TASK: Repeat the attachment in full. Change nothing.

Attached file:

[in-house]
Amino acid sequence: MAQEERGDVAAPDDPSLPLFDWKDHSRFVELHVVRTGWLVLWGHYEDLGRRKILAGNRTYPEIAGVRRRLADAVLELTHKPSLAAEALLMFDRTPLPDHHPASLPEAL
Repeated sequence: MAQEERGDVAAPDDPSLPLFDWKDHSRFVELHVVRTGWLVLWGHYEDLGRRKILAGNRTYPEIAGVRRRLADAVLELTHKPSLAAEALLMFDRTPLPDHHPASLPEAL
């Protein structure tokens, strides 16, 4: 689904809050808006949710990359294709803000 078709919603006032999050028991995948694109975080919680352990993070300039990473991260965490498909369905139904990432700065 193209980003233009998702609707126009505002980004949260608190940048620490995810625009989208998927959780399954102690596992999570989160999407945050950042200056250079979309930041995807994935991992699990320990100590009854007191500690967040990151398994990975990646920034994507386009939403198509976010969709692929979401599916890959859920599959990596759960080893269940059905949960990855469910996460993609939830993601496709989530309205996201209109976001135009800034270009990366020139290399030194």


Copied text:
[in-house]
Amino acid sequence: MAQEERGDVAAPDDPSLPLFDWKDHSRFVELHVVRTGWLVLWGHYEDLGRRKILAGNRTYPEIAGVRRRLADAVLELTHKPSLAAEALLMFDRTPLPDHHPASLPEAL
Repeated sequence: MAQEERGDVAAPDDPSLPLFDWKDHSRFVELHVVRTGWLVLWGHYEDLGRRKILAGNRTYPEIAGVRRRLADAVLELTHKPSLAAEALLMFDRTPLPDHHPASLPEAL
């Protein structure tokens, strides 16, 4: 689904809050808006949710990359294709803000 078709919603006032999050028991995948694109975080919680352990993070300039990473991260965490498909369905139904990432700065 193209980003233009998702609707126009505002980004949260608190940048620490995810625009989208998927959780399954102690596992999570989160999407945050950042200056250079979309930041995807994935991992699990320990100590009854007191500690967040990151398994990975990646920034994507386009939403198509976010969709692929979401599916890959859920599959990596759960080893269940059905949960990855469910996460993609939830993601496709989530309205996201209109976001135009800034270009990366020139290399030194």